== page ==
The pace of change has been quite bewildering, and very intelligent and capable people all know that they have to look after their own. Will it engender some kind of selfishness?"

On making music
"Music has become very interesting again and I like the fact that different people can put their stuff online. It's a bit sad that you can't make as good a living as a musician as you did before, but on the other hand, as an artiste I welcome the change. Music should be out there one way or another. Brian and I are going to make a music video and put it up for free. Because when was the last time you could do something like that and have so many people be able to watch it? I might also make a commercial record after this and give a lot of it away for free. I'm also in a strange situation where I have seven previous albums and none of them are for sale. I will have to address that but before I do that I'm going to start giving them away for free. If my Japanese record company says why are you giving it away for free then I'm going to say please find a way to sell it. Because as far as I'm concerned, I'm not gaining anything, but losing everything, by people not knowing my music. And you make music not just to make money but because you want to share it with someone else."

On being gay
I grapple with it, but not from my family's point of view. My family never gave me flak for it. The church I was with also never had a problem with it - maybe it was quite liberal. But in Singapore, because of the nature of the church, I stopped going because they told me that I don't really fit in. As for Singapore itself, I think that it's not so much shocking, but sad, that we still have Section 377A of the Penal Code. How often have we been told that we cannot upset the rest of the people, yet Singapore is specifically supposed to be a secular state? If we do want to be a First World country then we have to aim towards the UN charter of human rights, which specifically states these things. We're also living in Asia where we are one of the few remaining countries that have a law that has been existing since Victorian times - so how modern are we? There's a difference between not being persecuted and not being discriminated against. If the law is still there then we are still being discriminated against. And this has an effect on things like inheritance, healthcare and property. I have friends who have been together 15 years, but they have to specifically make a will to make things happen. Why should I have to fight for something like that?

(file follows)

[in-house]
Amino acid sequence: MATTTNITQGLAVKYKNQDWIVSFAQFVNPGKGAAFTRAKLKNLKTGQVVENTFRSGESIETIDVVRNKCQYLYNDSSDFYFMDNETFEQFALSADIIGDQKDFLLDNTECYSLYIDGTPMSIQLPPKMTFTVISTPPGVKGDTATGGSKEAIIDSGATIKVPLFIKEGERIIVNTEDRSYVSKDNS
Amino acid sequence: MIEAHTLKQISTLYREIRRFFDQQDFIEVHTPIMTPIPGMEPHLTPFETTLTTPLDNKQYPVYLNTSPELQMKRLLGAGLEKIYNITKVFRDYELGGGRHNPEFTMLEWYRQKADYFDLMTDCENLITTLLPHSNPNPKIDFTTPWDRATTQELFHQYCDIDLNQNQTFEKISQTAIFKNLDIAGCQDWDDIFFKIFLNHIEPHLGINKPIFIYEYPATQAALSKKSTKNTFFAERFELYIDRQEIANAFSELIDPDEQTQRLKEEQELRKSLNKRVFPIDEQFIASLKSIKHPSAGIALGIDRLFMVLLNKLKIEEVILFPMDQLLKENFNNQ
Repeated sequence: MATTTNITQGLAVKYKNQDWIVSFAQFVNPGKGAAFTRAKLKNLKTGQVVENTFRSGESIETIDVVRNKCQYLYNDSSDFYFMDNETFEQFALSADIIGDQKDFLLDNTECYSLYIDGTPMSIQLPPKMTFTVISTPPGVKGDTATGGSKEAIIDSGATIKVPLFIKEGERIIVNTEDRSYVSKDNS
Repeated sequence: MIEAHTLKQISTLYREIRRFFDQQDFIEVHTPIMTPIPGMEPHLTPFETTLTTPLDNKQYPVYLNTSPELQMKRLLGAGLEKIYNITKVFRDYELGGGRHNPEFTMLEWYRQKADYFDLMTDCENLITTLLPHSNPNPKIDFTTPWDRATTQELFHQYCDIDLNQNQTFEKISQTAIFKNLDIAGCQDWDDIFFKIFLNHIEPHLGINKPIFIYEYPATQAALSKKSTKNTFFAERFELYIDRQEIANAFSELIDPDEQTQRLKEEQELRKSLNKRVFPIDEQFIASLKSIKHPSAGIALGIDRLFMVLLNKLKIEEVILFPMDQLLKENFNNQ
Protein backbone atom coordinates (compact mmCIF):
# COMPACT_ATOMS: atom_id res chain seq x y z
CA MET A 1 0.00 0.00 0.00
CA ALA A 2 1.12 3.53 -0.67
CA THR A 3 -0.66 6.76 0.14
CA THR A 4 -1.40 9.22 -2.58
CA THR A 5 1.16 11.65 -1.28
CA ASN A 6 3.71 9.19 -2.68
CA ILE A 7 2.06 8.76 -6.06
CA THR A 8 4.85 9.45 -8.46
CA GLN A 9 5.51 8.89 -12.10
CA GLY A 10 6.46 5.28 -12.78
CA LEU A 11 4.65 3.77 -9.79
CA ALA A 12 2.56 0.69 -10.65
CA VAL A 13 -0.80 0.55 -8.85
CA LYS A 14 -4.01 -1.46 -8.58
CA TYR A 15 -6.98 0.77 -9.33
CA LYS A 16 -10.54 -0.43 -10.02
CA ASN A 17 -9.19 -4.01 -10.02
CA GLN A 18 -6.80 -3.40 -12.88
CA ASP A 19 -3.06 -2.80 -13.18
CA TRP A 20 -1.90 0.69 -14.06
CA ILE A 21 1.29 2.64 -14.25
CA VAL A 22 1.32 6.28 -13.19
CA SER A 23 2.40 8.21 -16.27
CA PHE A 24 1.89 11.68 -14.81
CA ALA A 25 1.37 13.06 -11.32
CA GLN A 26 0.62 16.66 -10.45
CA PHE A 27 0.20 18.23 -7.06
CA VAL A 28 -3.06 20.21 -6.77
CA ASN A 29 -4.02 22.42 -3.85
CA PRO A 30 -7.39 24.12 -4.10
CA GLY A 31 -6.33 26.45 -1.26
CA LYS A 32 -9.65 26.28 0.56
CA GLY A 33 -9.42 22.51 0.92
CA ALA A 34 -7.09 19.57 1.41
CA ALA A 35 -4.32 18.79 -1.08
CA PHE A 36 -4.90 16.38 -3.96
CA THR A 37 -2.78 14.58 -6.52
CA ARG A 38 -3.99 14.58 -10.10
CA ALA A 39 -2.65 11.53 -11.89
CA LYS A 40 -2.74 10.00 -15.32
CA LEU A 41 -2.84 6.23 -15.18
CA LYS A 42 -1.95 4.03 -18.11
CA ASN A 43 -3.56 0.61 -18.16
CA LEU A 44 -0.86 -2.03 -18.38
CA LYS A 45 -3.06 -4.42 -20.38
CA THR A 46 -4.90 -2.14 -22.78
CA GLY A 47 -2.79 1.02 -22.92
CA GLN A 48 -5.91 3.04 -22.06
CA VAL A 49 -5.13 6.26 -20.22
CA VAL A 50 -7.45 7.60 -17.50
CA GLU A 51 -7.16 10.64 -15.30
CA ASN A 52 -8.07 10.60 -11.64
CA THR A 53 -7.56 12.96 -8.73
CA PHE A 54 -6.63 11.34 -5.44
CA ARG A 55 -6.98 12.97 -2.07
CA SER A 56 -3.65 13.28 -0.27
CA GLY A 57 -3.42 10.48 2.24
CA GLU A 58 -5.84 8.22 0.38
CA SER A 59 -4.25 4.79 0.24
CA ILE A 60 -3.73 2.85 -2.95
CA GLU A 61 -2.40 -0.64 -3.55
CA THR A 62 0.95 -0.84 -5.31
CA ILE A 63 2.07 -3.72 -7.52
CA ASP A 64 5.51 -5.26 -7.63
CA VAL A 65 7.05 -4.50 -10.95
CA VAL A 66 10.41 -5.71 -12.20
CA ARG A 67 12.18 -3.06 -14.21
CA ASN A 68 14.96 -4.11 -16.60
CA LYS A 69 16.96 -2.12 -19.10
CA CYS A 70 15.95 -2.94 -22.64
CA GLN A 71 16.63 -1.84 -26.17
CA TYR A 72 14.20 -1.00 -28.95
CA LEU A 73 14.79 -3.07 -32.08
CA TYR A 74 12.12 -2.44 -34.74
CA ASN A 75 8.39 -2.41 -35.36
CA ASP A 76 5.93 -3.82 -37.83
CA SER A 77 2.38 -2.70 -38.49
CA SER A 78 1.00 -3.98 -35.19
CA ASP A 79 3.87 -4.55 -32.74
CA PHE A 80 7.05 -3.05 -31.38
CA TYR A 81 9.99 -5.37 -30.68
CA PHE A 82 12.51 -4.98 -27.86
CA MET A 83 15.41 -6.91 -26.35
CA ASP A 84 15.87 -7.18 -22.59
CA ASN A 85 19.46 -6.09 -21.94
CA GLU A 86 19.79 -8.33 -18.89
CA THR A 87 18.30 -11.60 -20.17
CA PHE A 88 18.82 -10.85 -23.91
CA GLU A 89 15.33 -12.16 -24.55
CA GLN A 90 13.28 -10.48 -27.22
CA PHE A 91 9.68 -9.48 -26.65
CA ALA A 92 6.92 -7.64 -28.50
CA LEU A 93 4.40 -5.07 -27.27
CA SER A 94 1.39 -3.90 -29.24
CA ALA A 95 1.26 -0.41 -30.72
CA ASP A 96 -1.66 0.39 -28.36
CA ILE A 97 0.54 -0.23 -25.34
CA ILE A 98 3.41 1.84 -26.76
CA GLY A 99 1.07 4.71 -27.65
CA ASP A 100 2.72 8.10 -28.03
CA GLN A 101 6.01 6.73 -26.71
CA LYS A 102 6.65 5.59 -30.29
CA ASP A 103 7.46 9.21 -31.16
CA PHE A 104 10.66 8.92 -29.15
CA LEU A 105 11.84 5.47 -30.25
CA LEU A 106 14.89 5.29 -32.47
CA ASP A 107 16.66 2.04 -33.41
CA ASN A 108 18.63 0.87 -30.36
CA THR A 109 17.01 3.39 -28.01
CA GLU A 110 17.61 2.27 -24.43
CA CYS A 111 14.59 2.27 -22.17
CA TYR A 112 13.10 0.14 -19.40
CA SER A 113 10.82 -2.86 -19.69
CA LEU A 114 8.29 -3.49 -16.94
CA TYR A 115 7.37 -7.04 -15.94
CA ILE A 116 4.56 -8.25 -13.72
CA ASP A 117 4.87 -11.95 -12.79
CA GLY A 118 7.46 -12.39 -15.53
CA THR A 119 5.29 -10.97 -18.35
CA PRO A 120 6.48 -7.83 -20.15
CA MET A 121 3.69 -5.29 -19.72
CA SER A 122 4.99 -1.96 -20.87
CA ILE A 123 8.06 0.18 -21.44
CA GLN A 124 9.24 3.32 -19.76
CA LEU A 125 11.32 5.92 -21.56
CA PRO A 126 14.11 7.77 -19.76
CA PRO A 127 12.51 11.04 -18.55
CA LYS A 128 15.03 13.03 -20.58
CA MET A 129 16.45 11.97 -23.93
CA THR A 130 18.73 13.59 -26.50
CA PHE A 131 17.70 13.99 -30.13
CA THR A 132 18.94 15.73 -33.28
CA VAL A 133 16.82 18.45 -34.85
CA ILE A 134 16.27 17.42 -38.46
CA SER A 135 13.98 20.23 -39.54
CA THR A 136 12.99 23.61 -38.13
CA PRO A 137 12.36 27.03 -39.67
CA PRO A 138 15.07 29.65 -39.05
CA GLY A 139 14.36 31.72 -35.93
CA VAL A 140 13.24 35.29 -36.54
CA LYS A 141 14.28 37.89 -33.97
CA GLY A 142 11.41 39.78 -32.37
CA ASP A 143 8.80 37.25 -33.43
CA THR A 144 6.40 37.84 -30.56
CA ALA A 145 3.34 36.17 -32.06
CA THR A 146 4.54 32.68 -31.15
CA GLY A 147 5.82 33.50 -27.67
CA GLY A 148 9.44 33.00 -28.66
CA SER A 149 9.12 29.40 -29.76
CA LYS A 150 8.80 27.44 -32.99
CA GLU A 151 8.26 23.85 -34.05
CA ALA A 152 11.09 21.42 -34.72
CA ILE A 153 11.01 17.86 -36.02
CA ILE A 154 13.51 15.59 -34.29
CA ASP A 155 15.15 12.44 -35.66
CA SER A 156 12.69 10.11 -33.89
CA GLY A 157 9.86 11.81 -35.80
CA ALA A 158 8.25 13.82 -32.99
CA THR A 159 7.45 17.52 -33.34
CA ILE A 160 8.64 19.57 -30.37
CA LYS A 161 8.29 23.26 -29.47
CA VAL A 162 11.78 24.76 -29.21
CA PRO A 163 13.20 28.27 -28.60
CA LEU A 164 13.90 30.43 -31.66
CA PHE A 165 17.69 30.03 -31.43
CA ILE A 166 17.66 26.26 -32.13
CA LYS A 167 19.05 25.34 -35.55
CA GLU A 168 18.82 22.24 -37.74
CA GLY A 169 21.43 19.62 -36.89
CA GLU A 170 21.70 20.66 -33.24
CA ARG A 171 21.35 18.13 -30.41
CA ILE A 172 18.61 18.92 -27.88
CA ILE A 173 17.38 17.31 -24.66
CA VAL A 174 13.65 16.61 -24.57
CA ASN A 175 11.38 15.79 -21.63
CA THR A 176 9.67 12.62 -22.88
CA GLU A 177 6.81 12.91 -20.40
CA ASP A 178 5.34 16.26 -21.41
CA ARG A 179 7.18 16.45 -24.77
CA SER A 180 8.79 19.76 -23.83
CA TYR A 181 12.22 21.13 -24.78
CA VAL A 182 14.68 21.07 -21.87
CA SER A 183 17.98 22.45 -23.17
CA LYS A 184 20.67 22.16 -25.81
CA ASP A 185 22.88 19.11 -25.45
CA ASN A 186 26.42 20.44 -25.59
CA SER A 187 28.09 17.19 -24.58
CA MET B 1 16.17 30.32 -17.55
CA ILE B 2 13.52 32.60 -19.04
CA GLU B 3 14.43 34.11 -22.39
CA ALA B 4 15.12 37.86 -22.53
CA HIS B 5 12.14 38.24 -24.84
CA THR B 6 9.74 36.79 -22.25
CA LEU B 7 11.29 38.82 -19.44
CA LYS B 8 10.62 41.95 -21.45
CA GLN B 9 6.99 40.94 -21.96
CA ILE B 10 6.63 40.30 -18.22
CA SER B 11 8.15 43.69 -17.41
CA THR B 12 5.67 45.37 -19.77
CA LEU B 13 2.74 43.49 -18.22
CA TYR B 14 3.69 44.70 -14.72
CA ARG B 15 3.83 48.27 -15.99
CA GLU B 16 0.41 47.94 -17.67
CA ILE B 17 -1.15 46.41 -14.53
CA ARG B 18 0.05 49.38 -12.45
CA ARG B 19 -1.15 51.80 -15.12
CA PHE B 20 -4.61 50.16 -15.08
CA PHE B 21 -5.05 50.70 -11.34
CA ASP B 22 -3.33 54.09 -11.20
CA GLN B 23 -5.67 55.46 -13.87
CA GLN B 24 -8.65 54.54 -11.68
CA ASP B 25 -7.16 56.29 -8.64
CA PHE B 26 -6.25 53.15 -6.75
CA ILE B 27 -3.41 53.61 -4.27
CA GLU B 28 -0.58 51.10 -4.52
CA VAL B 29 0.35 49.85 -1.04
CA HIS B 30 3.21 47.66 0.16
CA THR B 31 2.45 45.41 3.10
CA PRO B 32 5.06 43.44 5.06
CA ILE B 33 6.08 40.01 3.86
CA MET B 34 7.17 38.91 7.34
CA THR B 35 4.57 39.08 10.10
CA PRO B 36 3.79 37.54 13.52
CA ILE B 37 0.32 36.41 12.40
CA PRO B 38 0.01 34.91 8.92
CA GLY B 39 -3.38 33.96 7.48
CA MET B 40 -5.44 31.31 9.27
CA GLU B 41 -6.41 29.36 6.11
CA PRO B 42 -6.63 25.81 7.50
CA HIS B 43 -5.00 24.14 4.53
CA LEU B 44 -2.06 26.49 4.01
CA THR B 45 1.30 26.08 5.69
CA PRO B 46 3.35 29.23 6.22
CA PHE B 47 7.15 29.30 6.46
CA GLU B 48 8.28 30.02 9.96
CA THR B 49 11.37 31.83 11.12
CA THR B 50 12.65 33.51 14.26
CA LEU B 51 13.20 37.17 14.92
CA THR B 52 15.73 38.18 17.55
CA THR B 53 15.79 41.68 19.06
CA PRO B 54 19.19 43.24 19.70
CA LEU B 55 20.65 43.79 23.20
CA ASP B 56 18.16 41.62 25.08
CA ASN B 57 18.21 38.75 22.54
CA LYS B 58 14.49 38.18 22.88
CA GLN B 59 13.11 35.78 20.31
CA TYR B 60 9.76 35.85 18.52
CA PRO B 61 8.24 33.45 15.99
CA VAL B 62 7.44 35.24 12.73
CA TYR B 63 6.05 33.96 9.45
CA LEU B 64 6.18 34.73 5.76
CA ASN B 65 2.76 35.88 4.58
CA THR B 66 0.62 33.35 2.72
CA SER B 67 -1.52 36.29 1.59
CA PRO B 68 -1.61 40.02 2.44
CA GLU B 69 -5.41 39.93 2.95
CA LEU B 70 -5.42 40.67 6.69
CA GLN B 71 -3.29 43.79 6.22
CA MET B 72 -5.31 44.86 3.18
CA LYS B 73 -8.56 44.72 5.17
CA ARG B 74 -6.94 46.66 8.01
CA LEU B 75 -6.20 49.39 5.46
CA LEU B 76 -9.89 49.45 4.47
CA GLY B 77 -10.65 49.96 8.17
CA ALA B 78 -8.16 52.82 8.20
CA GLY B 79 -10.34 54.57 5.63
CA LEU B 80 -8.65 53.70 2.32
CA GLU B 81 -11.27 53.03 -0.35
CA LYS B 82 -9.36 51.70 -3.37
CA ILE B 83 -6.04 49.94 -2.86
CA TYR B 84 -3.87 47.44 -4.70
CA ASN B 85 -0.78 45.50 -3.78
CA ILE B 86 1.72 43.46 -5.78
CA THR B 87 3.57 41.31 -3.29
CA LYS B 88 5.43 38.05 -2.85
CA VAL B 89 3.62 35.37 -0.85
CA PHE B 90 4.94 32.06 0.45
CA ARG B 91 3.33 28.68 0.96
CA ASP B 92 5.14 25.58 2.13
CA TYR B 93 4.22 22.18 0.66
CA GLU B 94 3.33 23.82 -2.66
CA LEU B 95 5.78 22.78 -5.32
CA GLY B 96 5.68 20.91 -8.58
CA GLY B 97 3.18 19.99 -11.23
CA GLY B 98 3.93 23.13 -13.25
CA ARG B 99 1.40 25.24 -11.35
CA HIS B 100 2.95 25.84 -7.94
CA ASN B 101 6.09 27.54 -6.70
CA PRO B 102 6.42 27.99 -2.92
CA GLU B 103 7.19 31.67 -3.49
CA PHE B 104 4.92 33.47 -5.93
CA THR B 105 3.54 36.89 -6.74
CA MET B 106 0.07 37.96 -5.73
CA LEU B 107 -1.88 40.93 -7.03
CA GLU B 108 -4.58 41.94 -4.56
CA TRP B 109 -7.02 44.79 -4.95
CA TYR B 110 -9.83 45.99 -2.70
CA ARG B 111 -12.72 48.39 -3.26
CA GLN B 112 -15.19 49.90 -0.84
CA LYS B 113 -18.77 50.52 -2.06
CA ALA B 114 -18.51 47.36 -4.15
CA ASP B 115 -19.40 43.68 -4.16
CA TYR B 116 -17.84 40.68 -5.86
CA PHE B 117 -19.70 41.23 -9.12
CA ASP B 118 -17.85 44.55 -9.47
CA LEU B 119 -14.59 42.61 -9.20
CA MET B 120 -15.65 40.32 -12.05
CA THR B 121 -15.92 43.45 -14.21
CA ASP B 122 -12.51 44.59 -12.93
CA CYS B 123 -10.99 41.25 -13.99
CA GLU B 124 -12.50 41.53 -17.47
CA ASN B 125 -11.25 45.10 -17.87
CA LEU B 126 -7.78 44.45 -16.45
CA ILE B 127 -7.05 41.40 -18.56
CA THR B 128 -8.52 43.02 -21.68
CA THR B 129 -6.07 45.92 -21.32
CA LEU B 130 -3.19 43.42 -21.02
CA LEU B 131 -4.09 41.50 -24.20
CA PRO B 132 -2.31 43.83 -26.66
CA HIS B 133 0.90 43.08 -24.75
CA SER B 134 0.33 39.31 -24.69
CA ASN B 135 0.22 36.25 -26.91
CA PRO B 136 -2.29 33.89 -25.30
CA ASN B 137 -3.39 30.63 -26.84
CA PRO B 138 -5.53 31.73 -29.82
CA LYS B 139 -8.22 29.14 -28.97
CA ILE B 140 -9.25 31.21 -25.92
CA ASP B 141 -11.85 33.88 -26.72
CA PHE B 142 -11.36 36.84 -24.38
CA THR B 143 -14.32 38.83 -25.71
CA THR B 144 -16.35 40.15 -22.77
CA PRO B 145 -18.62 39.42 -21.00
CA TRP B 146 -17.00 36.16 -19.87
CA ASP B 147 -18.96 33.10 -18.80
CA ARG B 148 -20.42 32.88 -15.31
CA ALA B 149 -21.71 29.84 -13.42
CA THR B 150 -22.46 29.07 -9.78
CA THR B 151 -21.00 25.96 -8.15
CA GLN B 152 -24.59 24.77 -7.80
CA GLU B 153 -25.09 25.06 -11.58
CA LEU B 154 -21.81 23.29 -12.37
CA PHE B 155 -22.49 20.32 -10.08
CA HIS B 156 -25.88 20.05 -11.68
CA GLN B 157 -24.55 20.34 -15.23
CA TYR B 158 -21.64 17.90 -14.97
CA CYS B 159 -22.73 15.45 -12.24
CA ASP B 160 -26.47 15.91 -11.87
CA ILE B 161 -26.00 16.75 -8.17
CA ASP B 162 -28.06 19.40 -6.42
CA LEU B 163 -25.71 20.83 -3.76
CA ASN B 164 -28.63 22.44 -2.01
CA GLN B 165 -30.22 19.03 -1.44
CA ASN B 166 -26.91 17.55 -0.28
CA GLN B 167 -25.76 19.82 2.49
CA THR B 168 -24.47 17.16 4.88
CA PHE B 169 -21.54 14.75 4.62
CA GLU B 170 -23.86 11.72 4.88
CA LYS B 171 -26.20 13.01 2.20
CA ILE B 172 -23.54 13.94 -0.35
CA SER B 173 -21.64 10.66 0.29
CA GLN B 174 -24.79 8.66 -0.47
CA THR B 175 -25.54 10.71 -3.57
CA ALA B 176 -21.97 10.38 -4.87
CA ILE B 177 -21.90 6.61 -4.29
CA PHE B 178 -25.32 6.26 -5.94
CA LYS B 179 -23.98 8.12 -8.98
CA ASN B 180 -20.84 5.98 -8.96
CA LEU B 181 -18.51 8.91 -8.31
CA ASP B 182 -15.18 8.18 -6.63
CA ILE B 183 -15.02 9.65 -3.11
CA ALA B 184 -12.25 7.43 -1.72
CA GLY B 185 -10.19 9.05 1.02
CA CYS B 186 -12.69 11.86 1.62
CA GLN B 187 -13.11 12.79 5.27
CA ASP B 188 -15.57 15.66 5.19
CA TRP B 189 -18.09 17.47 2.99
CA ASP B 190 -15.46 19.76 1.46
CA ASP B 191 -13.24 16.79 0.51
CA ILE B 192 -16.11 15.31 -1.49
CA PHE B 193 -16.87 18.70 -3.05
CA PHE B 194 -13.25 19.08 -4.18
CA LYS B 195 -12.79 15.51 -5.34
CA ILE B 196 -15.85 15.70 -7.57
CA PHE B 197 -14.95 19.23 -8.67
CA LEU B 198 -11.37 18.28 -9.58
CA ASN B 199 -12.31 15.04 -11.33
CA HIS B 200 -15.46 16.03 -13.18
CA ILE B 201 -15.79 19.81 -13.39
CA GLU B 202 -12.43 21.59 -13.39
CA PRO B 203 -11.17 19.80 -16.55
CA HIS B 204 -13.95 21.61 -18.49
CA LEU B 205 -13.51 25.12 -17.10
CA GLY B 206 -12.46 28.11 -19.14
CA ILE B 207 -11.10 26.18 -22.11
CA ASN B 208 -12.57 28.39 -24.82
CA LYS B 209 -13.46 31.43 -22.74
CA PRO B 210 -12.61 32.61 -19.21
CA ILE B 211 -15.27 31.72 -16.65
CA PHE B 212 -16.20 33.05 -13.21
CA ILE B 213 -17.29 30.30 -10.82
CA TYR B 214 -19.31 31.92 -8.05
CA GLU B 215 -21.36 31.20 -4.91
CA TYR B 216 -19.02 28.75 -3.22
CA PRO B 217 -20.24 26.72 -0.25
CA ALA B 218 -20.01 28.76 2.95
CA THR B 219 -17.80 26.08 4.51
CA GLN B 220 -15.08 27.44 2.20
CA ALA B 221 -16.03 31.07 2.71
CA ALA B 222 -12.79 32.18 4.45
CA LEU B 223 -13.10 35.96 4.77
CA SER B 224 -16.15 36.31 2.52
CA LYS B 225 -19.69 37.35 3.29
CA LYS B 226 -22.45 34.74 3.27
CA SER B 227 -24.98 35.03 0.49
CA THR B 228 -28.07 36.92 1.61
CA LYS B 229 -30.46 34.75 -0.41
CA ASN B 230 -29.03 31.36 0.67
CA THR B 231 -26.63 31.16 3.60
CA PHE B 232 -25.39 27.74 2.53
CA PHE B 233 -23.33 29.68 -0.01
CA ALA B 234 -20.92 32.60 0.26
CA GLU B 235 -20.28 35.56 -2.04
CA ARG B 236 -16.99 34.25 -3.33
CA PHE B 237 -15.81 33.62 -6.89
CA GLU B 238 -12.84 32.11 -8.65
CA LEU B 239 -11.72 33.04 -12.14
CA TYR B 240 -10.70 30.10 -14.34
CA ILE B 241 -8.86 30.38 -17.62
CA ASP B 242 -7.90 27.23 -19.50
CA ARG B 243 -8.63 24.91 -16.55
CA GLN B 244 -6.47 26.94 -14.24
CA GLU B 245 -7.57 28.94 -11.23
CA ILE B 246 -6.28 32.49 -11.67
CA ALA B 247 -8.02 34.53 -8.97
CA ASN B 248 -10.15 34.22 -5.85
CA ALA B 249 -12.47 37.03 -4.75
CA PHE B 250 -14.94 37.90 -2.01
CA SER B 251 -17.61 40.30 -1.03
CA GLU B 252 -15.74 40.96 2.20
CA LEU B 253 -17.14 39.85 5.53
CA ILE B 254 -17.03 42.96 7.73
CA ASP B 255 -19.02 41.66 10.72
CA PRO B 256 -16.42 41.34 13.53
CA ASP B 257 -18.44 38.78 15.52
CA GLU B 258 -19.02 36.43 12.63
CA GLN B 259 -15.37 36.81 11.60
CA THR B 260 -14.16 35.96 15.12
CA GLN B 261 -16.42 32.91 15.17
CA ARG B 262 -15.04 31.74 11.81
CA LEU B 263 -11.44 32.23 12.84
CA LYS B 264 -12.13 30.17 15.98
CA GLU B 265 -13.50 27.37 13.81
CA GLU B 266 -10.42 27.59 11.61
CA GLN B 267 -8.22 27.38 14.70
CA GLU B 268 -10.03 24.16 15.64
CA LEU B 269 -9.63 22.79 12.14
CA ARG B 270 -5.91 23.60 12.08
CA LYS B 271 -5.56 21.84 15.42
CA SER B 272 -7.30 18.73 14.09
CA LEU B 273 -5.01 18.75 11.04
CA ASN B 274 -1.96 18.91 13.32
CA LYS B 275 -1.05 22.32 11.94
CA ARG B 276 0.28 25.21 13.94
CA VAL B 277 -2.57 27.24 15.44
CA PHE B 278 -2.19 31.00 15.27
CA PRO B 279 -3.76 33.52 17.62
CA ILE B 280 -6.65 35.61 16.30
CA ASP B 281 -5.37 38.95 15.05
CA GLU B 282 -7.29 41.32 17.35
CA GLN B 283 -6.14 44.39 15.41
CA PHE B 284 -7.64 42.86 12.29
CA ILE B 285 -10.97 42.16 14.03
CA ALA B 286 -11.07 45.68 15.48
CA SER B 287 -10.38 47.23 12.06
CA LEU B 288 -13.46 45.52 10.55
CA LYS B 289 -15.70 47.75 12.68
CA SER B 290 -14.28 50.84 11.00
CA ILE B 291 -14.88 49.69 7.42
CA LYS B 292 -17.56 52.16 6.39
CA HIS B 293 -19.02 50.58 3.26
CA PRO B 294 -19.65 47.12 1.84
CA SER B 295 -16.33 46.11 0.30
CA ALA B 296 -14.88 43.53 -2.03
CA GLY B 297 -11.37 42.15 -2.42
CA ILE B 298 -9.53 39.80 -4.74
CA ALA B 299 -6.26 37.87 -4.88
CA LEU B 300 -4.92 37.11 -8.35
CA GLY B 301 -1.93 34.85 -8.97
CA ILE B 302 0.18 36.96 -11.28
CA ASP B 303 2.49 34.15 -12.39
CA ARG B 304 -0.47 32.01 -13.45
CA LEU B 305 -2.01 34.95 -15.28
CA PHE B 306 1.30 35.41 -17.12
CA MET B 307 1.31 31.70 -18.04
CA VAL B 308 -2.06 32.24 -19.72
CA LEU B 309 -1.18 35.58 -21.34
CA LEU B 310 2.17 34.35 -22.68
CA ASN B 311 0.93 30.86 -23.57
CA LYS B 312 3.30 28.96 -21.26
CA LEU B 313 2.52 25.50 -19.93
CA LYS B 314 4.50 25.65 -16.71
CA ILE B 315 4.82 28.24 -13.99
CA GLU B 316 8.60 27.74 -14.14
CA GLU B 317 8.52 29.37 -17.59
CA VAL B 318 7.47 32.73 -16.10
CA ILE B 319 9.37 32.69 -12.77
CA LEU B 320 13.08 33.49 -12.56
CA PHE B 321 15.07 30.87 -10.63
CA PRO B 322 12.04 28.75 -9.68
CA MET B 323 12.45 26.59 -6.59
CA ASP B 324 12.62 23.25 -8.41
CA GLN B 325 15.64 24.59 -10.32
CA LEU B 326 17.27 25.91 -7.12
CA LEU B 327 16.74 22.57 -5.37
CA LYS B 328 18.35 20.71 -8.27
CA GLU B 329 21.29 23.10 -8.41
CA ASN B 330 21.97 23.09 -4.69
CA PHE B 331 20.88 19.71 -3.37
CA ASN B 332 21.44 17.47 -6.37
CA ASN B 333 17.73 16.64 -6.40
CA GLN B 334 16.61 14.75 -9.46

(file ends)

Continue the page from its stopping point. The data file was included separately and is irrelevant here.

Reader's Comments

1. 2007-05-25 02:47  
how about meeting gwen stephani or katherin mcpee
2. 2007-05-25 02:49  
maybe meeting celine dion or selena jones ?
3. 2007-05-25 09:46  
Hi Mark!!!

Glad you are still going at your craft. it is important that you continue to refine your skills. Hope you and your other half are doing well. Good luck Buddy.

4. 2007-05-25 10:11  
5. 2007-05-25 10:52  
May i, may i ...

May i be the fertile land in places of dire famine ...
May i be the gushing new wells in times of drought ...
May i thereby be the food and drinks for the impoverished ...

May i be the fuel for the lamp in the darkest places ...
May i be the rainbow after the fiercest storms ...
May i thereby be the hope in the desolate ...

May i be the bud of mercy in the hearts of stone ...
May i be the peace that binds the warring, the discord ...
May i thereby be the love that binds all ...

May i be the oceans that holds all sea creatures ...
May i be the water that sustains all life ...
May i thereby be the great earth that houses the myriad of creatures ...

May i be the inspiration in the readers of this poem ...
May i be the seed of kindness in them ...
May i thereby be the compassion all their kindness can spring forth ...

6. 2007-05-26 00:33  
He's a cute hunka meat in person.